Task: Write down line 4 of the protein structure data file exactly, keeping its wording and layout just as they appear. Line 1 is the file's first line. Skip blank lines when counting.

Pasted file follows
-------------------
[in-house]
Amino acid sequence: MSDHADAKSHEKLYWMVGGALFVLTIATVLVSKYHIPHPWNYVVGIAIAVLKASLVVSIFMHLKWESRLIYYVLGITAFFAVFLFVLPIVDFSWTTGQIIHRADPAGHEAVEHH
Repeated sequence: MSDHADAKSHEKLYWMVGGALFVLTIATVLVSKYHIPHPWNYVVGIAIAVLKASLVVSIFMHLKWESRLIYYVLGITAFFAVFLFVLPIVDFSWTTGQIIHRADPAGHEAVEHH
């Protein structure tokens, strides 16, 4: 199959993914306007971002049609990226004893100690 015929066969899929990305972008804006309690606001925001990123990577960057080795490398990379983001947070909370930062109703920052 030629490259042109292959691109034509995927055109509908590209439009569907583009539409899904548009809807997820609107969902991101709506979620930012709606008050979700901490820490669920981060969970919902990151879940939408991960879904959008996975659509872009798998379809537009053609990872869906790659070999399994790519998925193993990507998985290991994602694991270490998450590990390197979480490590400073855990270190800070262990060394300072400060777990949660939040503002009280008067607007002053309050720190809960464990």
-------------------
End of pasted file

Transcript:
């Protein structure tokens, strides 16, 4: 199959993914306007971002049609990226004893100690 015929066969899929990305972008804006309690606001925001990123990577960057080795490398990379983001947070909370930062109703920052 030629490259042109292959691109034509995927055109509908590209439009569907583009539409899904548009809807997820609107969902991101709506979620930012709606008050979700901490820490669920981060969970919902990151879940939408991960879904959008996975659509872009798998379809537009053609990872869906790659070999399994790519998925193993990507998985290991994602694991270490998450590990390197979480490590400073855990270190800070262990060394300072400060777990949660939040503002009280008067607007002053309050720190809960464990």